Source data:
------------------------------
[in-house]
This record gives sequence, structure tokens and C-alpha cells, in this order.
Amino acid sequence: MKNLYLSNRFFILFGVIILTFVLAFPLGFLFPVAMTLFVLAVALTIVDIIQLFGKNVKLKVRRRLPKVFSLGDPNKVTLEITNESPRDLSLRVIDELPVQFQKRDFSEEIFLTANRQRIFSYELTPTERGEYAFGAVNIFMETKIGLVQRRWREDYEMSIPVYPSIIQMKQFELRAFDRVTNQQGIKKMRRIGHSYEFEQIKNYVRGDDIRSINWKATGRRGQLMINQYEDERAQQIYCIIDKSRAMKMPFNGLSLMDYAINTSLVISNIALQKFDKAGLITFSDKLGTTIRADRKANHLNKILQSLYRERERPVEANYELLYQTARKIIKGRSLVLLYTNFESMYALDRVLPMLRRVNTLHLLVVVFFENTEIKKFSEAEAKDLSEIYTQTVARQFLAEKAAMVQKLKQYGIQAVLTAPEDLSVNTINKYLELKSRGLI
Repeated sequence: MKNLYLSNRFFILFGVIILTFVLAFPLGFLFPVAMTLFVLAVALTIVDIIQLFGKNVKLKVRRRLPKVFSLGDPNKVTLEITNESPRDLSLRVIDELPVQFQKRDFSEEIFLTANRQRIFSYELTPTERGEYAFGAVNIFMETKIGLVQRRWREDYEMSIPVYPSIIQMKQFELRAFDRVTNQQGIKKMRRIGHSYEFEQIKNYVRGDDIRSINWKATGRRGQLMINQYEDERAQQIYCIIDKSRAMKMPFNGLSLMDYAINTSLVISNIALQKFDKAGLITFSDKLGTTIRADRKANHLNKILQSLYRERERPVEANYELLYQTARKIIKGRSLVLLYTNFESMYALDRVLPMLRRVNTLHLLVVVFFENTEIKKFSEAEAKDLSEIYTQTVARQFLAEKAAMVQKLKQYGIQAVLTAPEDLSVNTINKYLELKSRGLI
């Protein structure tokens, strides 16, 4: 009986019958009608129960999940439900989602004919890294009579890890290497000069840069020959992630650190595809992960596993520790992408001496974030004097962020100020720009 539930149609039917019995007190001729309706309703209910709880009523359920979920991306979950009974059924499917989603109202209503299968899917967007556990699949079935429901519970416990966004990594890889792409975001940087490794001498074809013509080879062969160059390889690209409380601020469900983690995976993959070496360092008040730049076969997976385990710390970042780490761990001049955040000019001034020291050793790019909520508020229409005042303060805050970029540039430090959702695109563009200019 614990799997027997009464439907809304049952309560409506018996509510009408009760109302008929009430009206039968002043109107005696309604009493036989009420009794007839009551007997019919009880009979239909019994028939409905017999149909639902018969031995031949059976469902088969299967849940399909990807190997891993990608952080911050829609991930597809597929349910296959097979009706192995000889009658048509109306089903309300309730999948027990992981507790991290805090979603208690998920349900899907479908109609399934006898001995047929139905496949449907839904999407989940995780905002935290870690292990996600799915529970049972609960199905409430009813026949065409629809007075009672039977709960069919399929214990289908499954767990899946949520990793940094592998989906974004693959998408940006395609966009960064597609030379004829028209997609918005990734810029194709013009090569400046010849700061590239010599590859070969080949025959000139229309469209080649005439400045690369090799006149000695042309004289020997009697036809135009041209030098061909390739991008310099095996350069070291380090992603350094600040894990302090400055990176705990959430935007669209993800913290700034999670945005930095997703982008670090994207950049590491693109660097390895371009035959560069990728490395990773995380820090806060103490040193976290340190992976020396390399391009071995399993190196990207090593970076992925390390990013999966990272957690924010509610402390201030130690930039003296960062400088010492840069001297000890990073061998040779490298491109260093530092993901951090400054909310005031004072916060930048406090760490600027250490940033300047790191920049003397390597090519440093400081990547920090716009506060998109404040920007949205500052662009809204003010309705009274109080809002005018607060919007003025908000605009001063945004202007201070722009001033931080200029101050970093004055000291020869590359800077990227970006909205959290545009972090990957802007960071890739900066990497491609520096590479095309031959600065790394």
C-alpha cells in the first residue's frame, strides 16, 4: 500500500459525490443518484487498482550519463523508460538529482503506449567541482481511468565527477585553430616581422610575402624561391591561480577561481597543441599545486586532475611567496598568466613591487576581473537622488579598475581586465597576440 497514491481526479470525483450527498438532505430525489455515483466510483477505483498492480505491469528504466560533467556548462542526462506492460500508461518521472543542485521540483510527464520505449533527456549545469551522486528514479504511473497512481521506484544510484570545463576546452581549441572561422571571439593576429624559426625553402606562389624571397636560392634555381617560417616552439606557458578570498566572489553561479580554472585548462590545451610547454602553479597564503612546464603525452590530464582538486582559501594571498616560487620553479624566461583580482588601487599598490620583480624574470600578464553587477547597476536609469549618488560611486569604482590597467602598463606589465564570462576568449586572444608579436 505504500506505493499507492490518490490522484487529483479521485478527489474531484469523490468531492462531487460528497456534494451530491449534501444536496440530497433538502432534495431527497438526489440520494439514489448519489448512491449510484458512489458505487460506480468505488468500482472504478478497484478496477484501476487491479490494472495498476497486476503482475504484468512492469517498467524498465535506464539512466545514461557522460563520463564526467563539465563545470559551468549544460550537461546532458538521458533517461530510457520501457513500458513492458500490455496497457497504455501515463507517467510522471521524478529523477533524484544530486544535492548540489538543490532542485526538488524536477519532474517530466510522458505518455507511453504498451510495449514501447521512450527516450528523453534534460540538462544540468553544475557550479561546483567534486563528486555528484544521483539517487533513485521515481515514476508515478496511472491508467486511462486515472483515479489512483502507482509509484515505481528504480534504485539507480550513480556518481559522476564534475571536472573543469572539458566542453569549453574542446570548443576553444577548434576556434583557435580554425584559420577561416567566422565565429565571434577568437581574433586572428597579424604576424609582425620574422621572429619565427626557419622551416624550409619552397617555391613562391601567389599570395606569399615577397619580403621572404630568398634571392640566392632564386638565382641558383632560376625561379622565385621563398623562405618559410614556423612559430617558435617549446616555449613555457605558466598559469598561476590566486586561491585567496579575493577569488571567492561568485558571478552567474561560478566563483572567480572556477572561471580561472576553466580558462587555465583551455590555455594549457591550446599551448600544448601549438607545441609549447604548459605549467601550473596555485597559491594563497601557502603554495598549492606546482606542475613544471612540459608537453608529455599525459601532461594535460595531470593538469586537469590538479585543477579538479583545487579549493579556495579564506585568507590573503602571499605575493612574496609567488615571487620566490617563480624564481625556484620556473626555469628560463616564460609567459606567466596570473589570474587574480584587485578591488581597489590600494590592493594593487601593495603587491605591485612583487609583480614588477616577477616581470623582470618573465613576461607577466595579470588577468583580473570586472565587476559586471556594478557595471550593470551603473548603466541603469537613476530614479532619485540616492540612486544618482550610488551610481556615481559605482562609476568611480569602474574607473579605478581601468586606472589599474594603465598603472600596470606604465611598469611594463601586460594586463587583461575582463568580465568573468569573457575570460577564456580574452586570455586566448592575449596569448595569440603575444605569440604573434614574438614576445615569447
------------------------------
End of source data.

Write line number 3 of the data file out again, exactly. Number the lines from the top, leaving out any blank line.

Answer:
Amino acid sequence: MKNLYLSNRFFILFGVIILTFVLAFPLGFLFPVAMTLFVLAVALTIVDIIQLFGKNVKLKVRRRLPKVFSLGDPNKVTLEITNESPRDLSLRVIDELPVQFQKRDFSEEIFLTANRQRIFSYELTPTERGEYAFGAVNIFMETKIGLVQRRWREDYEMSIPVYPSIIQMKQFELRAFDRVTNQQGIKKMRRIGHSYEFEQIKNYVRGDDIRSINWKATGRRGQLMINQYEDERAQQIYCIIDKSRAMKMPFNGLSLMDYAINTSLVISNIALQKFDKAGLITFSDKLGTTIRADRKANHLNKILQSLYRERERPVEANYELLYQTARKIIKGRSLVLLYTNFESMYALDRVLPMLRRVNTLHLLVVVFFENTEIKKFSEAEAKDLSEIYTQTVARQFLAEKAAMVQKLKQYGIQAVLTAPEDLSVNTINKYLELKSRGLI